Activating Citizens: I won’t go dark on SOPA or PIPA
Activating Citizens…A sit-in is a protest that uses physical space to assert, in a passive way, the right of a person, or persons, to be where they are and to interact, hopefully in a positive, constructive way, with the people they don’t agree with—usually a political body of a sort, be it the government of South Africa, the government of the US or Egypt, or sometimes, large businesses and other interests as the Occupy movement has been doing in their better moments.
I don’t see the current activities of OpenCongress or Wikipedia to be the equivalent of a non-violent protest, though they are certainly non-violent (I doubt any bottle-throwing will occur through Firefox or Internet Explorer today, though individuals searching for the text of alternative legislation like the Online Protection and Enforcement of Digital Trade” (OPEN) Act (S. 2029) will moan as they go to research the legislation to find their potential allies passively opposing SOPA ( Stop Online Piracy Act) and PIPA ( Stop Online Piracy Act) by blocking access to information. (More on the protests here from The Verge).
So I won’t go dark. I encourage you to write to your Congressional and Senatorial representatives on this and any other issue you feel passionate about. I have. This legislation is not a slam dunk, so don’t be surprised if some members of Congress or the Senate actually agree with you in their response.
As a marketing note, I wouldn’t have written this had the online protest not occurred. So good on you websites that are blocking themselves today: attention has been drawn. The question is, is it the right kind of attention. Feigning a lack of access is not the same as the real repercussions of rights being eliminated and positive experiences curtailed. A sit-in is a physical act that forces the parties, to at a minimum, react to each other. I’m not sure these kinds of passive movements will work through a medium where the activity is the measure of achievement.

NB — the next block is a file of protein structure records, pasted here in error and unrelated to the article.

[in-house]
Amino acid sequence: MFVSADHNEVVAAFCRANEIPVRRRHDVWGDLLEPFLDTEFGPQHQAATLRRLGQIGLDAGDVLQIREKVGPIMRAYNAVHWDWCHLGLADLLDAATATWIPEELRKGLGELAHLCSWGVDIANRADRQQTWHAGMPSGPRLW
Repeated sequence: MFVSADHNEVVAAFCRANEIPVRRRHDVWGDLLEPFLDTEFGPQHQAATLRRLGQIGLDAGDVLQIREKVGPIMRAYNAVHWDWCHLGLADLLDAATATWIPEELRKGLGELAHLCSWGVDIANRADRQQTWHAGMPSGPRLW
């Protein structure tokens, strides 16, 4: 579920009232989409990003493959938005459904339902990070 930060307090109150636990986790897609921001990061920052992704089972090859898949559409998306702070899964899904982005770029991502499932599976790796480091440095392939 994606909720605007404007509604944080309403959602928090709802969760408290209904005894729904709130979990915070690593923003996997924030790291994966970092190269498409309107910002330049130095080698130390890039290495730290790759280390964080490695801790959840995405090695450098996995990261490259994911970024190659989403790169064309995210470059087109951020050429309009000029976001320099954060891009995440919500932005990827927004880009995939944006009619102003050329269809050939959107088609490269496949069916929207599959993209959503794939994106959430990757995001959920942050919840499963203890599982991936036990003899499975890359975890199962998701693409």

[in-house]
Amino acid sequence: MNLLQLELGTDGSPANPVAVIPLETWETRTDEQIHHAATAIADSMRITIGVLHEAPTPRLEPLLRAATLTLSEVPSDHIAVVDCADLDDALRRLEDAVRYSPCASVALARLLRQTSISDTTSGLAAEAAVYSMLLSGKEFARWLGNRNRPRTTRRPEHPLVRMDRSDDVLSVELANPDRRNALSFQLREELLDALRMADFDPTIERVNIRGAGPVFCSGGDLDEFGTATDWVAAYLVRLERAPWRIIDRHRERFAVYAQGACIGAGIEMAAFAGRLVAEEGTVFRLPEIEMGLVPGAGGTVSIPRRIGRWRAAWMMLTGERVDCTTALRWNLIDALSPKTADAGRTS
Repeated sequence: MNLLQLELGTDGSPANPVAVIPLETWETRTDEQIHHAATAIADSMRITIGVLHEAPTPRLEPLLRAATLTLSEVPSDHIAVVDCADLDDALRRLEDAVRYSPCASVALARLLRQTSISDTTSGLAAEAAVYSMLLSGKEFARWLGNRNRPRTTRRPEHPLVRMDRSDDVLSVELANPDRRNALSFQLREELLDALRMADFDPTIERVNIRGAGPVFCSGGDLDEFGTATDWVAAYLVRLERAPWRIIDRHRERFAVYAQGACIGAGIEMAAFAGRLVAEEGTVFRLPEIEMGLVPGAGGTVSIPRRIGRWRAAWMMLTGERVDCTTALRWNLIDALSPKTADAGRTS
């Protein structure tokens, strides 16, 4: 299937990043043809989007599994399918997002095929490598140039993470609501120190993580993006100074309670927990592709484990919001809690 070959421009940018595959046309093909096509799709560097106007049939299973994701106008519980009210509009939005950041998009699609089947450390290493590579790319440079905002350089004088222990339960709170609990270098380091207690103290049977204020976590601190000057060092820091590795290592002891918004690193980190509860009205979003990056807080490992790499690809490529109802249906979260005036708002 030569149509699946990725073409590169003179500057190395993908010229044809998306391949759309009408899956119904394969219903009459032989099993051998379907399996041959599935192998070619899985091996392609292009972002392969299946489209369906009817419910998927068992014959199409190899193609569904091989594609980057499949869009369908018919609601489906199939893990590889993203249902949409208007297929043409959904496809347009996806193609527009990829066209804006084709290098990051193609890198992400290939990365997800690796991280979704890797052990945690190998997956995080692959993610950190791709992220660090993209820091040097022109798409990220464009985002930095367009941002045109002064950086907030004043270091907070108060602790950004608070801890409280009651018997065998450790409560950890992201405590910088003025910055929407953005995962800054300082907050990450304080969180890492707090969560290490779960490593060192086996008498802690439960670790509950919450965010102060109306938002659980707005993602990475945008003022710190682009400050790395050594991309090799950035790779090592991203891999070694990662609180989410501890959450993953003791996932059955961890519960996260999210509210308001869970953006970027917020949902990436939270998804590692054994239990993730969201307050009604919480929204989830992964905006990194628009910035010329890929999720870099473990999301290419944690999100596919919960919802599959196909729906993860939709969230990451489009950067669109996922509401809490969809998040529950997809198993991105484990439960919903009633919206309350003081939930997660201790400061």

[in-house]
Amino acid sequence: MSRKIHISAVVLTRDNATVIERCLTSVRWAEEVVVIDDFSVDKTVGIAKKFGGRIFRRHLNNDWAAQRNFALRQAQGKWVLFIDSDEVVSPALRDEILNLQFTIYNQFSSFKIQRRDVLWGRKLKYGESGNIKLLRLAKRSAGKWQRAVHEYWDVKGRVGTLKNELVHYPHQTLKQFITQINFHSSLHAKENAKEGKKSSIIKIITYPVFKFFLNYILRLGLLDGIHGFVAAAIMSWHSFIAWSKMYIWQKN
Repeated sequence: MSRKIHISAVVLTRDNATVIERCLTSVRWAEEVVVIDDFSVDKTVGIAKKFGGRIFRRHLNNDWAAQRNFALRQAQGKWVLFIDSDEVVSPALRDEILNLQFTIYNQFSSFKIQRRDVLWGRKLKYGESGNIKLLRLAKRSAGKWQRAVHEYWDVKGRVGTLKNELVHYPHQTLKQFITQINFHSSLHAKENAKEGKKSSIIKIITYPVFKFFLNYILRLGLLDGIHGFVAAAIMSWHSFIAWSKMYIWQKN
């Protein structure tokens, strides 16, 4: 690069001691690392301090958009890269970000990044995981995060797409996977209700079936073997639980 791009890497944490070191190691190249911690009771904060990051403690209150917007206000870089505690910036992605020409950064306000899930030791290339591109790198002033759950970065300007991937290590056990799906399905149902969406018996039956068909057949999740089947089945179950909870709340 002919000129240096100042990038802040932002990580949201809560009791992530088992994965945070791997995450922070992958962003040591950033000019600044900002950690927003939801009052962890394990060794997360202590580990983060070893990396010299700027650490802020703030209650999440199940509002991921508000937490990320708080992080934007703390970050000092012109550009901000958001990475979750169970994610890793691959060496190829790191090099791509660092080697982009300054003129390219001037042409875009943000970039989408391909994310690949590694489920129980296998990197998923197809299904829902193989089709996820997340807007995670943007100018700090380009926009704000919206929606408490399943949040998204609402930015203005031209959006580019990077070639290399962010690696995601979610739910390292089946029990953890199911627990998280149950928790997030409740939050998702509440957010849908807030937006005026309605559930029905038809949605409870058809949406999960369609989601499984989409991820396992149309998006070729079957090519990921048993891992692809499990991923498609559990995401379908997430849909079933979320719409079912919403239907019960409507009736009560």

Perhaps it would be better to offer people badges if they write to their representatives, to make the protest an exercise in gamification. That probably wouldn’t be the right approach either. It might send a message that we have multiple world views that are increasingly incompatible with antique notions of property and propriety.
Maybe we should be more engaged as citizens of the world so that we don’t always have to wait until the last minute to have our democratic procrastinations registered. Don’t wait. That may well be the best answer. Become actively involved so that your thoughts on what business elected representatives conduct is part of an ongoing dialog with those representatives. Remember that they work for you and it is your job to manage and evaluate their performance. Too often citizens act like bad managers caught not looking at an employee’s performance until it is too late for either of them to be graceful about their exit strategy.
On managing elected officials: They work for you and it is your job to manage and evaluate their performance. Too often citizens act like bad managers caught not looking at an employee’s performance until it is too late for either of them to be graceful about their exit strategy.
Regardless of the impetus, start writing notes, blog and tweet—not just today, and not just about SOPA or PIPA or OPEN, but about anything and everything you feel passionate about. We can’t complain about dysfunctional government if we, the electors of that government, aren’t willing to actively manage what we are charged to manage.
Rob James says
cutting off your nose to spite your face?
No, just trying to get people to look at all sides of an issue. I personally like active dialog. I don’t find silence a good way to negotiate.
Rob James says
word word. 🙂